Catriona Matthew, who won the Ricoh Women’s British Open just 11 weeks after giving birth to her second daughter Sophie, was the clear runner-up in the annual poll which saw Northern Ireland’s emerging star Rory McIlroy finish in third place and Sweden’s Anna Nordqvist fourth.
After narrowly missing out at the Open Championship at Turnberry, the 36-year-old Westwood won twice in the closing weeks of the season, including the inaugural Dubai World Championship, to pip McIlroy for the Race to Dubai title. It was the second time Westwood had won the order of merit on the European Tour, although his triumph in 2000 was followed by a slump in form that saw the Worksop golfer fall out of the world’s top-250.
Westwood, who also claimed the Golf Writers’ Trophy in 1998 and 2000, said: “I am delighted to receive the award once again. It is a particular honour to have been chosen for the third time and to become one of only two players, alongside Seve, to have won it three times. That means an awful lot to me, especially when I consider the great players we have had on the European Tour. It is Seve who stands out in my mind for his record and his charisma and to be linked with such a great champion makes the award all the more special.
“I would also like to mention Catriona Matthew. She would have been worthy of the award considering what she achieved this year. To have won the Women’s British Open just weeks after giving birth to her second child was a spectacular achievement. I have no idea how she managed it.”
Westwood, who will receive the trophy at the Association’s annual dinner prior to the Open Championship at St Andrews in July, added: “It will be good to pick up the trophy on the week of the Open. Hopefully that will be a good omen, especially as it is at the home of golf. My priorities next year will once again be to challenge strongly for the majors. I came close this year and hope to do well in all four in 2010. Hopefully, this time I’ll win one.
“To have come through a bad patch and to have returned to the top of my game is really pleasing. I shall fine tune my game over the winter and return for the Middle East swing in January before heading for the States to prepare my run-in to the Masters.”
Matthew became the first Scot and only the fourth British player to win a major championship in the women’s game following a superb performance at Royal Lytham, which included a course record inward half of 30 in the second round. The 40-year-old North Berwick golfer had only returned to the tour the week previously at the Evian Masters, where on the eve of the tournament she and her husband had to flee a burning hotel. On Saturday Matthew was named as the Players’ Player of the Year on the Ladies European Tour.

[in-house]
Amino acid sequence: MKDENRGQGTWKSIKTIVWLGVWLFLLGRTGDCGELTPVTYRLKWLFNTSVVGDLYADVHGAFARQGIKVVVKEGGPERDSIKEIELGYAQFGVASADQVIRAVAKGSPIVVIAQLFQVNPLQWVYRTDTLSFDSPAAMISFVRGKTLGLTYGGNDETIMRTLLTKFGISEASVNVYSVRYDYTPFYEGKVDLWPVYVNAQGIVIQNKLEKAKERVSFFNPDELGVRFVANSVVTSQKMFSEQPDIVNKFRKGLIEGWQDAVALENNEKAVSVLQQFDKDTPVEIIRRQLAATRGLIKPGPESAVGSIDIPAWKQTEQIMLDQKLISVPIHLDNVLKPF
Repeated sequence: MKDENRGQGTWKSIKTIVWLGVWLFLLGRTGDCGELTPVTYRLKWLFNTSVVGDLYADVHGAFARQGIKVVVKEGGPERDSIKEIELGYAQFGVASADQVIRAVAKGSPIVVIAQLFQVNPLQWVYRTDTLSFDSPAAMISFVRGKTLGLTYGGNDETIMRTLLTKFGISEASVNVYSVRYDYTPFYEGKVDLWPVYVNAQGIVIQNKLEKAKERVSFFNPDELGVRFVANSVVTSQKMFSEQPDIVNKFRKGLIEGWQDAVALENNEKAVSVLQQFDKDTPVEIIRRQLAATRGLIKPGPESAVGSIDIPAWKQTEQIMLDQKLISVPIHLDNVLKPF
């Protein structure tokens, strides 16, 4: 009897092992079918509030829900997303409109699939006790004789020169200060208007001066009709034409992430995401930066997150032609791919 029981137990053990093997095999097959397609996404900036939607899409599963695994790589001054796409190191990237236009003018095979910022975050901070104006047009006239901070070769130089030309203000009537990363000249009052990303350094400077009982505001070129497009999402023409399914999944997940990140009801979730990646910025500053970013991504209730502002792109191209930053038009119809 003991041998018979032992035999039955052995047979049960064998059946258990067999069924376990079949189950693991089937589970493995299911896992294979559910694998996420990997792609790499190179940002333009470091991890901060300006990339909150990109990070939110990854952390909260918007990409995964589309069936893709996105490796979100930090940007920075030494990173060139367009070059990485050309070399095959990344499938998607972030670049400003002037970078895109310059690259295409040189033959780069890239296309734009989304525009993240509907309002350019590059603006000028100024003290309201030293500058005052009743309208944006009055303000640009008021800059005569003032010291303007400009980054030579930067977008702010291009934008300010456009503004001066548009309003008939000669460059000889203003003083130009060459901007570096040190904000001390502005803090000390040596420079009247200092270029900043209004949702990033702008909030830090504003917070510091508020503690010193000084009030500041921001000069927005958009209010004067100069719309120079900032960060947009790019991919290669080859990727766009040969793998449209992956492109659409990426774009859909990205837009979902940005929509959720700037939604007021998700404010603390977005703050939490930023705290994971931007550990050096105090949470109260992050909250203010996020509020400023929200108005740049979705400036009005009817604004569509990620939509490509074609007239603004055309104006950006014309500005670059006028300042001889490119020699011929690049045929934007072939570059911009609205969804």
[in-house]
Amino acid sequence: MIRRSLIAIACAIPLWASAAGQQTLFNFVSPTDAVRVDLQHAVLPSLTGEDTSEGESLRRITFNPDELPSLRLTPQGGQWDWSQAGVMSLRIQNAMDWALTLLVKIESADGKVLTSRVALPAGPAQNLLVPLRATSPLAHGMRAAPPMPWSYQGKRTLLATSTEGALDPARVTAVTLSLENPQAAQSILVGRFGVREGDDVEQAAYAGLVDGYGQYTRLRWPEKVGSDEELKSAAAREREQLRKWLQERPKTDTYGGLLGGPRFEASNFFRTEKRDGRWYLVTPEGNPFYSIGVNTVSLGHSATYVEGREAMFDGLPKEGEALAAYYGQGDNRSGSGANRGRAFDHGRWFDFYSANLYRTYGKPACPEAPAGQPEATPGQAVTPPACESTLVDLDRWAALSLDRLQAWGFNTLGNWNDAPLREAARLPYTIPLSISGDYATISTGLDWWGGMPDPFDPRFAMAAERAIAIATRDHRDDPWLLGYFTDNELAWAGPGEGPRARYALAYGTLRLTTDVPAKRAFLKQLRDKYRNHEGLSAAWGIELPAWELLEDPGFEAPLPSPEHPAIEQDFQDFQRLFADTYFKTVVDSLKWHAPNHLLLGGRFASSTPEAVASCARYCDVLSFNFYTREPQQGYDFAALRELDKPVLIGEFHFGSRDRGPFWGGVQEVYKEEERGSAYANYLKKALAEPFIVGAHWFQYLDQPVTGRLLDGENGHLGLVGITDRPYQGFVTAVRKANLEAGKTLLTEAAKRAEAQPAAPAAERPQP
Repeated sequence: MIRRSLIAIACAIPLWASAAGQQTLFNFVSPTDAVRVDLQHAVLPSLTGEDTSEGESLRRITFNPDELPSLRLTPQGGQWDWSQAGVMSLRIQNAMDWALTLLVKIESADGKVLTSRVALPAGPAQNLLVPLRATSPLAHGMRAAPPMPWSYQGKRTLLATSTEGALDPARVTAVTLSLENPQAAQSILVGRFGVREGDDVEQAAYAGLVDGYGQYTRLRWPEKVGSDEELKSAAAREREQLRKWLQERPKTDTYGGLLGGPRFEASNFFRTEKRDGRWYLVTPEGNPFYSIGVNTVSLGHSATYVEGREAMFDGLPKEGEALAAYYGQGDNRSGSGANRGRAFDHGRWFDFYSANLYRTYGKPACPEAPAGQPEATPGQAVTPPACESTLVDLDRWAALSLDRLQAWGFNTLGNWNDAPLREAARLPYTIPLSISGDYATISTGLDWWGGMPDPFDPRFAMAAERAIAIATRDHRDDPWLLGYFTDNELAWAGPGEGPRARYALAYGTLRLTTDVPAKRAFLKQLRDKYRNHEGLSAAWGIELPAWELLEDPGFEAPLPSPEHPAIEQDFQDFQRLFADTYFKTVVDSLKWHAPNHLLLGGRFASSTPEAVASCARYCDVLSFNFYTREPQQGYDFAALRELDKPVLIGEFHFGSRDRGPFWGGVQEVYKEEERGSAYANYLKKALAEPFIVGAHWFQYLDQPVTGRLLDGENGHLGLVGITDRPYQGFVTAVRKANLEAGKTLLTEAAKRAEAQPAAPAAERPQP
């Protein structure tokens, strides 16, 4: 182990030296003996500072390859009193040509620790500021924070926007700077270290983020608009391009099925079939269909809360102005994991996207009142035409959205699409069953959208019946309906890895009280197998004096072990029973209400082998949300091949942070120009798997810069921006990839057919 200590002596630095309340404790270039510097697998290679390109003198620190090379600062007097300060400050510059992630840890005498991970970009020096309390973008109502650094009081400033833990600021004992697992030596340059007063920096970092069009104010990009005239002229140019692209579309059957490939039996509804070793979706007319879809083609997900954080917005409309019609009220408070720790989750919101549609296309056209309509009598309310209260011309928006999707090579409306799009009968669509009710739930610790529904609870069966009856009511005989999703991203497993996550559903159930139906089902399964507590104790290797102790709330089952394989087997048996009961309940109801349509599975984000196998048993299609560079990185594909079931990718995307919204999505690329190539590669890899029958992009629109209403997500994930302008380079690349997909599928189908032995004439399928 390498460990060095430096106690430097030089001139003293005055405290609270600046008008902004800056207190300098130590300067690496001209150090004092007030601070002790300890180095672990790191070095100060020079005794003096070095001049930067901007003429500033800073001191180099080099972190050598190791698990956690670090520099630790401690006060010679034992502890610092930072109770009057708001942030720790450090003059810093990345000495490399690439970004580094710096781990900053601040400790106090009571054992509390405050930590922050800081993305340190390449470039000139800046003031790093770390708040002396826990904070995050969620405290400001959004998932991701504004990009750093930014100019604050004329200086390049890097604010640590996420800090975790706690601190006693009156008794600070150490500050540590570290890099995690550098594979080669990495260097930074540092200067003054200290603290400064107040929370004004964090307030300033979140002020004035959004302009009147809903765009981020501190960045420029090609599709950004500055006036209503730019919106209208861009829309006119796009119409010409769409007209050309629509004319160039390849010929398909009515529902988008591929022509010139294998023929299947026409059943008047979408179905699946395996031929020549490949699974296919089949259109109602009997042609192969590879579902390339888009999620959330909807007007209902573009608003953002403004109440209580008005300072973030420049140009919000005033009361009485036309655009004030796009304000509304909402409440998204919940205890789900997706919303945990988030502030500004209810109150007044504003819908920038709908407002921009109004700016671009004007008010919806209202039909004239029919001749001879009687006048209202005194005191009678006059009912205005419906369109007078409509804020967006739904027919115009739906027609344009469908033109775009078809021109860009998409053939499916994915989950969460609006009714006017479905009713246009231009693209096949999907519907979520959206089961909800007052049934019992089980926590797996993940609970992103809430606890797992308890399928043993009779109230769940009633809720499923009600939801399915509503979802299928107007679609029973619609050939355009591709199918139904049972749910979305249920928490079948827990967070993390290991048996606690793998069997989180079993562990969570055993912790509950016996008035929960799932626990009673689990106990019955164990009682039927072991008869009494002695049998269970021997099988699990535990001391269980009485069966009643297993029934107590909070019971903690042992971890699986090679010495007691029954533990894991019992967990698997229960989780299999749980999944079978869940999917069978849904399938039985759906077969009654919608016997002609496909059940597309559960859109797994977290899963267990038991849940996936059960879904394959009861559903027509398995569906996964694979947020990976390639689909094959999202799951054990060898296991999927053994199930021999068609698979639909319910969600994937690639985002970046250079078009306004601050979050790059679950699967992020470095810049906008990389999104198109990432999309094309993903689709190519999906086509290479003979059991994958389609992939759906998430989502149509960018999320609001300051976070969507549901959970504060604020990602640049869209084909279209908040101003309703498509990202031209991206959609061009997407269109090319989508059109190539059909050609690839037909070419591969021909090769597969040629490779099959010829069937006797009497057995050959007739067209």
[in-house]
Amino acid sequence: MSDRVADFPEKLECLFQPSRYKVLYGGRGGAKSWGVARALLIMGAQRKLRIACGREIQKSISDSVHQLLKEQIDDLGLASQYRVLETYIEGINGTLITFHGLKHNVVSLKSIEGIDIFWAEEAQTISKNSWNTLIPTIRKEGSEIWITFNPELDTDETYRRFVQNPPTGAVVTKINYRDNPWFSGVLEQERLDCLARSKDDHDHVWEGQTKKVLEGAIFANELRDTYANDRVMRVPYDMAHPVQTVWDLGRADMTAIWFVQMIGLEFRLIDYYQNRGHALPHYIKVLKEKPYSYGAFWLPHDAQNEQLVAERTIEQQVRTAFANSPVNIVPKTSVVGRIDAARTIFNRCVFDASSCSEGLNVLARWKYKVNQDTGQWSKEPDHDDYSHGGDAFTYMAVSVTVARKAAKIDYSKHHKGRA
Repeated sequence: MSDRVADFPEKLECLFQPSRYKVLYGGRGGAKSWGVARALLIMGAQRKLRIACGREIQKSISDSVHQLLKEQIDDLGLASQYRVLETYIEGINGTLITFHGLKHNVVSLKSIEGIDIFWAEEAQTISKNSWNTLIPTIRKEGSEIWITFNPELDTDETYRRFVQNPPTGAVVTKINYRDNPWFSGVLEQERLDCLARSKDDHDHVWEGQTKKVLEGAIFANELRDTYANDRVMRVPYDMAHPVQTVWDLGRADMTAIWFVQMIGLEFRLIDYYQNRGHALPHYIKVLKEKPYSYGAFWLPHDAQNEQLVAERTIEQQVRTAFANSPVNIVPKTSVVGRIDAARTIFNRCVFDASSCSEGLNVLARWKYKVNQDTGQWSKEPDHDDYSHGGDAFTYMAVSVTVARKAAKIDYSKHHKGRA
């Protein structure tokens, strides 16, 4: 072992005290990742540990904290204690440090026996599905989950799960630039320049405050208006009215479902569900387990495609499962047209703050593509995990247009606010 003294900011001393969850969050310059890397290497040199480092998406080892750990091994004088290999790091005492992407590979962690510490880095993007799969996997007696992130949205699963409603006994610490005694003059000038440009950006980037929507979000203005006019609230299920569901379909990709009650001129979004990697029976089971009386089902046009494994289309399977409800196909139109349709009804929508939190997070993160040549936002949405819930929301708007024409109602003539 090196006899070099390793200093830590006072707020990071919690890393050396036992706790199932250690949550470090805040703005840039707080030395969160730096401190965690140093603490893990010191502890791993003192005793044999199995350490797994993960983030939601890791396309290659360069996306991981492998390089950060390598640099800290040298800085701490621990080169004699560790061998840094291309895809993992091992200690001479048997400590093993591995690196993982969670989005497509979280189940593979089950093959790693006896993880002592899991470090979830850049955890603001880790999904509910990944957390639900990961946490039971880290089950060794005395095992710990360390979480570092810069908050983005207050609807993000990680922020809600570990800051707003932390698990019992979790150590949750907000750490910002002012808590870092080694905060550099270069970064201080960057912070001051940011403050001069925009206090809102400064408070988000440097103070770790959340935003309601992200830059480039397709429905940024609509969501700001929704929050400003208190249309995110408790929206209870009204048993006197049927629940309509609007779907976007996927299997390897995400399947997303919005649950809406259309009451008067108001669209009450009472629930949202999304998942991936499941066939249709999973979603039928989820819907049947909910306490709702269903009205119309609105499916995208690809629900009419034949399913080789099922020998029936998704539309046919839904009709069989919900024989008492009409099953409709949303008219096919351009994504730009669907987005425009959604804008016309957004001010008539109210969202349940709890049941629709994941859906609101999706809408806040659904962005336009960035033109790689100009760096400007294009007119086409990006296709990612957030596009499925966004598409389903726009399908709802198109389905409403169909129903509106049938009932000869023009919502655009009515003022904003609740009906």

Matthew said: “It is fantastic to be honoured in this way, alongside great players like Lee Westwood, Rory McIlroy and Anna Nordqvist who have all had fantastic seasons. My season has obviously been a short one, not starting until July, but very successful and certainly above my expectations. I think Sophie changed my life quite a lot! A few sleepless nights but we’re getting into a routine now. I’m looking forward to spending Christmas at home with the family in Scotland.”
McIlroy, 20, won his maiden title in Dubai early in the season and narrowly missed out on being the youngest winner of the order of merit since Ballesteros in 1976, while Nordqvist, 22, won her first major, the LPGA Championship, in only her fifth start as a rookie professional.
Matteo Manassero, who at 16 became the youngest ever winner of the Amateur Championship and was then the leading amateur at the Open at Turnberry, finished fifth in the voting, alongside compatriots Francesco and Edoardo Molinari, who won the World Cup for Italy for the first time. Both enjoyed their finest seasons to date, with Edoardo claiming the Challenge Tour title and winning the Dunlop Phoenix tournament in Japan.
Also featuring in the annual poll of members of the Association of Golf Writers, which dates back to 1951, were Paul Casey, winner of three titles including the BMW PGA Championship, Players champion Henrik Stenson, Martin Kaymer, Ross Fisher and Shane Lowry, who won the Irish Open as an amateur.
Lewine Mair, chairman of the Association of Golf Writers, said: “The breadth of accomplishment represented in this poll is remarkable and shows that European golf is blessed with a wealth of talent. While we can expect to hear much more from youngsters such as Rory McIlroy, Anna Nordqvist and Matteo Manassero, the same applies to Lee Westwood and Catriona Matthew. Both have shown how long-term dedication and experience can be very effective weapons when it comes to having the upper hand on their more youthful rivals. At the same time, both serve as great role models.”